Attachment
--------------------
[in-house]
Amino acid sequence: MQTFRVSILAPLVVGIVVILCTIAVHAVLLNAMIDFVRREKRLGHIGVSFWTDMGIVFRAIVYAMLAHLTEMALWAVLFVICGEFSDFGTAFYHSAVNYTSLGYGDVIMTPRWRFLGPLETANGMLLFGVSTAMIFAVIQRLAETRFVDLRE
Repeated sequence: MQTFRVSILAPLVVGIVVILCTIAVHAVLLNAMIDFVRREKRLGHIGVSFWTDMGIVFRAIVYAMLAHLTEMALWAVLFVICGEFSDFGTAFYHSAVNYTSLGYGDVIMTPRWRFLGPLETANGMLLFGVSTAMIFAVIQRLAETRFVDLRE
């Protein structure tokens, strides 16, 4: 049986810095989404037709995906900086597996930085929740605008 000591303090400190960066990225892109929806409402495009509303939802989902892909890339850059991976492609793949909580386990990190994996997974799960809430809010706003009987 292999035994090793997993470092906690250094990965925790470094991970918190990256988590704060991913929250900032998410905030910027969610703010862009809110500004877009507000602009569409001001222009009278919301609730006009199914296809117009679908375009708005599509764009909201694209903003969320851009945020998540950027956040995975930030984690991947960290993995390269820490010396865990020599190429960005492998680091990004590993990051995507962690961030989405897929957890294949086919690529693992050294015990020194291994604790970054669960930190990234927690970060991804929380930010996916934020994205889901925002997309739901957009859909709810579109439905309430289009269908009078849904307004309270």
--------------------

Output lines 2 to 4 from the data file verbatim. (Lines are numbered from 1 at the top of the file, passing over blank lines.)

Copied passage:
Amino acid sequence: MQTFRVSILAPLVVGIVVILCTIAVHAVLLNAMIDFVRREKRLGHIGVSFWTDMGIVFRAIVYAMLAHLTEMALWAVLFVICGEFSDFGTAFYHSAVNYTSLGYGDVIMTPRWRFLGPLETANGMLLFGVSTAMIFAVIQRLAETRFVDLRE
Repeated sequence: MQTFRVSILAPLVVGIVVILCTIAVHAVLLNAMIDFVRREKRLGHIGVSFWTDMGIVFRAIVYAMLAHLTEMALWAVLFVICGEFSDFGTAFYHSAVNYTSLGYGDVIMTPRWRFLGPLETANGMLLFGVSTAMIFAVIQRLAETRFVDLRE
């Protein structure tokens, strides 16, 4: 049986810095989404037709995906900086597996930085929740605008 000591303090400190960066990225892109929806409402495009509303939802989902892909890339850059991976492609793949909580386990990190994996997974799960809430809010706003009987 292999035994090793997993470092906690250094990965925790470094991970918190990256988590704060991913929250900032998410905030910027969610703010862009809110500004877009507000602009569409001001222009009278919301609730006009199914296809117009679908375009708005599509764009909201694209903003969320851009945020998540950027956040995975930030984690991947960290993995390269820490010396865990020599190429960005492998680091990004590993990051995507962690961030989405897929957890294949086919690529693992050294015990020194291994604790970054669960930190990234927690970060991804929380930010996916934020994205889901925002997309739901957009859909709810579109439905309430289009269908009078849904307004309270």